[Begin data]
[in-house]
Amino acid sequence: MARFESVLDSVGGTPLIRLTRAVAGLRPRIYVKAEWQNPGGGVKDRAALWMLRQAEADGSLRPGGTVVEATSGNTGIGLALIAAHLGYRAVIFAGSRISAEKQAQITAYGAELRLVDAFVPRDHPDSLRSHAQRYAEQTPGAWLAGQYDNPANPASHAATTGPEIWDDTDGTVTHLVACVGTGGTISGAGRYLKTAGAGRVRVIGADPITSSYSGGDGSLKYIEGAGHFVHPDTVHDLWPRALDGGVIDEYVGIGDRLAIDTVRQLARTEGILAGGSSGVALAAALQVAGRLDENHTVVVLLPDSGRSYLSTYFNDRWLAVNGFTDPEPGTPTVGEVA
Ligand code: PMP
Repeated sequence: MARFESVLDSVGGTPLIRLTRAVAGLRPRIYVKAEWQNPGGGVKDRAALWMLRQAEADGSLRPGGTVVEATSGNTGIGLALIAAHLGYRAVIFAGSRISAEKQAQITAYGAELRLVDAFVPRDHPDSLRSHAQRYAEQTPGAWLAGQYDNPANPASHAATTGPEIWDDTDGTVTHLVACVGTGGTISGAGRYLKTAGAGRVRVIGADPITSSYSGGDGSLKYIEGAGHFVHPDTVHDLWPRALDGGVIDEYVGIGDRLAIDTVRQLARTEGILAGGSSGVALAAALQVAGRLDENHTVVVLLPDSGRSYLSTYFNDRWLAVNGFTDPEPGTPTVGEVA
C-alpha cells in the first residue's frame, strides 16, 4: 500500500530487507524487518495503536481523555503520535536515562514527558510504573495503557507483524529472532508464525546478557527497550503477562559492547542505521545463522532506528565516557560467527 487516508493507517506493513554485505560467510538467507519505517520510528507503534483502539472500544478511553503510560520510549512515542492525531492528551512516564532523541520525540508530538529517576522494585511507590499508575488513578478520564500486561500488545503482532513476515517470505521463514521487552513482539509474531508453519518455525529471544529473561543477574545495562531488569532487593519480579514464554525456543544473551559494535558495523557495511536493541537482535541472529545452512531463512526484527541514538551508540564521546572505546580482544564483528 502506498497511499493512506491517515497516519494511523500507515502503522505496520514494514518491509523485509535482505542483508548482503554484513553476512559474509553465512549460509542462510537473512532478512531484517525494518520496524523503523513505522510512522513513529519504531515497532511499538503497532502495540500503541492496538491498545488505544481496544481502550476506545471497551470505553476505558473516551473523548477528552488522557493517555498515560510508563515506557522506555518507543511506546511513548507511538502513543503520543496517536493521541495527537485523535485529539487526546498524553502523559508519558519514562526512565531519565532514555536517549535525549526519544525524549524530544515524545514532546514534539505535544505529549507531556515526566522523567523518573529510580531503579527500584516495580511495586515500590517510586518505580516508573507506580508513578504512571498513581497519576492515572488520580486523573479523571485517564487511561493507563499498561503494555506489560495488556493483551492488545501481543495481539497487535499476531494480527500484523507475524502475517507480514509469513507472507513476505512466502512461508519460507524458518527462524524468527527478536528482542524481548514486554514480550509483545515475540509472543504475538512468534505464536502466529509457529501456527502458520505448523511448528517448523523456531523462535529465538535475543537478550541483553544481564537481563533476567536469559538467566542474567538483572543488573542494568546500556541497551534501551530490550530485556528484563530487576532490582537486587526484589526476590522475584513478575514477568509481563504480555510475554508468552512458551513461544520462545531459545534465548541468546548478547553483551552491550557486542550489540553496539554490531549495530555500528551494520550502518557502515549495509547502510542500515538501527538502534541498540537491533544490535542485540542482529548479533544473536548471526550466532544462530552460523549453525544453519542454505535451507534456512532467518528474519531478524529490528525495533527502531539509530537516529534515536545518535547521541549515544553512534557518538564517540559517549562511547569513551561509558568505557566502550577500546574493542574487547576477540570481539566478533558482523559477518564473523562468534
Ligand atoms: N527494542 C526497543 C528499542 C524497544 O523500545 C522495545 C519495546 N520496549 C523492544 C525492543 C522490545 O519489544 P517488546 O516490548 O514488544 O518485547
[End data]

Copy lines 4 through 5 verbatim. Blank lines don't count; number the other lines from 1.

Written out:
Repeated sequence: MARFESVLDSVGGTPLIRLTRAVAGLRPRIYVKAEWQNPGGGVKDRAALWMLRQAEADGSLRPGGTVVEATSGNTGIGLALIAAHLGYRAVIFAGSRISAEKQAQITAYGAELRLVDAFVPRDHPDSLRSHAQRYAEQTPGAWLAGQYDNPANPASHAATTGPEIWDDTDGTVTHLVACVGTGGTISGAGRYLKTAGAGRVRVIGADPITSSYSGGDGSLKYIEGAGHFVHPDTVHDLWPRALDGGVIDEYVGIGDRLAIDTVRQLARTEGILAGGSSGVALAAALQVAGRLDENHTVVVLLPDSGRSYLSTYFNDRWLAVNGFTDPEPGTPTVGEVA
C-alpha cells in the first residue's frame, strides 16, 4: 500500500530487507524487518495503536481523555503520535536515562514527558510504573495503557507483524529472532508464525546478557527497550503477562559492547542505521545463522532506528565516557560467527 487516508493507517506493513554485505560467510538467507519505517520510528507503534483502539472500544478511553503510560520510549512515542492525531492528551512516564532523541520525540508530538529517576522494585511507590499508575488513578478520564500486561500488545503482532513476515517470505521463514521487552513482539509474531508453519518455525529471544529473561543477574545495562531488569532487593519480579514464554525456543544473551559494535558495523557495511536493541537482535541472529545452512531463512526484527541514538551508540564521546572505546580482544564483528 502506498497511499493512506491517515497516519494511523500507515502503522505496520514494514518491509523485509535482505542483508548482503554484513553476512559474509553465512549460509542462510537473512532478512531484517525494518520496524523503523513505522510512522513513529519504531515497532511499538503497532502495540500503541492496538491498545488505544481496544481502550476506545471497551470505553476505558473516551473523548477528552488522557493517555498515560510508563515506557522506555518507543511506546511513548507511538502513543503520543496517536493521541495527537485523535485529539487526546498524553502523559508519558519514562526512565531519565532514555536517549535525549526519544525524549524530544515524545514532546514534539505535544505529549507531556515526566522523567523518573529510580531503579527500584516495580511495586515500590517510586518505580516508573507506580508513578504512571498513581497519576492515572488520580486523573479523571485517564487511561493507563499498561503494555506489560495488556493483551492488545501481543495481539497487535499476531494480527500484523507475524502475517507480514509469513507472507513476505512466502512461508519460507524458518527462524524468527527478536528482542524481548514486554514480550509483545515475540509472543504475538512468534505464536502466529509457529501456527502458520505448523511448528517448523523456531523462535529465538535475543537478550541483553544481564537481563533476567536469559538467566542474567538483572543488573542494568546500556541497551534501551530490550530485556528484563530487576532490582537486587526484589526476590522475584513478575514477568509481563504480555510475554508468552512458551513461544520462545531459545534465548541468546548478547553483551552491550557486542550489540553496539554490531549495530555500528551494520550502518557502515549495509547502510542500515538501527538502534541498540537491533544490535542485540542482529548479533544473536548471526550466532544462530552460523549453525544453519542454505535451507534456512532467518528474519531478524529490528525495533527502531539509530537516529534515536545518535547521541549515544553512534557518538564517540559517549562511547569513551561509558568505557566502550577500546574493542574487547576477540570481539566478533558482523559477518564473523562468534